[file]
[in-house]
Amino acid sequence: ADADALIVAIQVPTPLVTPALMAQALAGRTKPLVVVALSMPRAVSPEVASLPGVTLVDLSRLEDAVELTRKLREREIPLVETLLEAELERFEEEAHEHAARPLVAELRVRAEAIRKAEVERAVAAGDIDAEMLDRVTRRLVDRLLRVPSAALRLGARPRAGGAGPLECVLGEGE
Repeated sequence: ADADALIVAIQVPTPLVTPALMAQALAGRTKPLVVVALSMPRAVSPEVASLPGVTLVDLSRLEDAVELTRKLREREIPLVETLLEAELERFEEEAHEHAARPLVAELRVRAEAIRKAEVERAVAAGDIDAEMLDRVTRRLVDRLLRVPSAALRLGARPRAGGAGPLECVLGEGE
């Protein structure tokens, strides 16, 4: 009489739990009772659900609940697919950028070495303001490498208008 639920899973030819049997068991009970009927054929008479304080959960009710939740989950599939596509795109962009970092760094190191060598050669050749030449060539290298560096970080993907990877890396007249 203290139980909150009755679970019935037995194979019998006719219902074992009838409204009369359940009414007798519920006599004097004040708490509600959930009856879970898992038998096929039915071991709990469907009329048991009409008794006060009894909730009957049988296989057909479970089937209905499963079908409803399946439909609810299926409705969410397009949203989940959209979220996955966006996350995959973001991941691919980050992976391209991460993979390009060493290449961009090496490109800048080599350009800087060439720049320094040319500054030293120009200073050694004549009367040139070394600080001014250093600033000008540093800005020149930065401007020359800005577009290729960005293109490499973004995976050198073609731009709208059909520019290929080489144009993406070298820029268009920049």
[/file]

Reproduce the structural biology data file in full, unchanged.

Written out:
[in-house]
Amino acid sequence: ADADALIVAIQVPTPLVTPALMAQALAGRTKPLVVVALSMPRAVSPEVASLPGVTLVDLSRLEDAVELTRKLREREIPLVETLLEAELERFEEEAHEHAARPLVAELRVRAEAIRKAEVERAVAAGDIDAEMLDRVTRRLVDRLLRVPSAALRLGARPRAGGAGPLECVLGEGE
Repeated sequence: ADADALIVAIQVPTPLVTPALMAQALAGRTKPLVVVALSMPRAVSPEVASLPGVTLVDLSRLEDAVELTRKLREREIPLVETLLEAELERFEEEAHEHAARPLVAELRVRAEAIRKAEVERAVAAGDIDAEMLDRVTRRLVDRLLRVPSAALRLGARPRAGGAGPLECVLGEGE
């Protein structure tokens, strides 16, 4: 009489739990009772659900609940697919950028070495303001490498208008 639920899973030819049997068991009970009927054929008479304080959960009710939740989950599939596509795109962009970092760094190191060598050669050749030449060539290298560096970080993907990877890396007249 203290139980909150009755679970019935037995194979019998006719219902074992009838409204009369359940009414007798519920006599004097004040708490509600959930009856879970898992038998096929039915071991709990469907009329048991009409008794006060009894909730009957049988296989057909479970089937209905499963079908409803399946439909609810299926409705969410397009949203989940959209979220996955966006996350995959973001991941691919980050992976391209991460993979390009060493290449961009090496490109800048080599350009800087060439720049320094040319500054030293120009200073050694004549009367040139070394600080001014250093600033000008540093800005020149930065401007020359800005577009290729960005293109490499973004995976050198073609731009709208059909520019290929080489144009993406070298820029268009920049």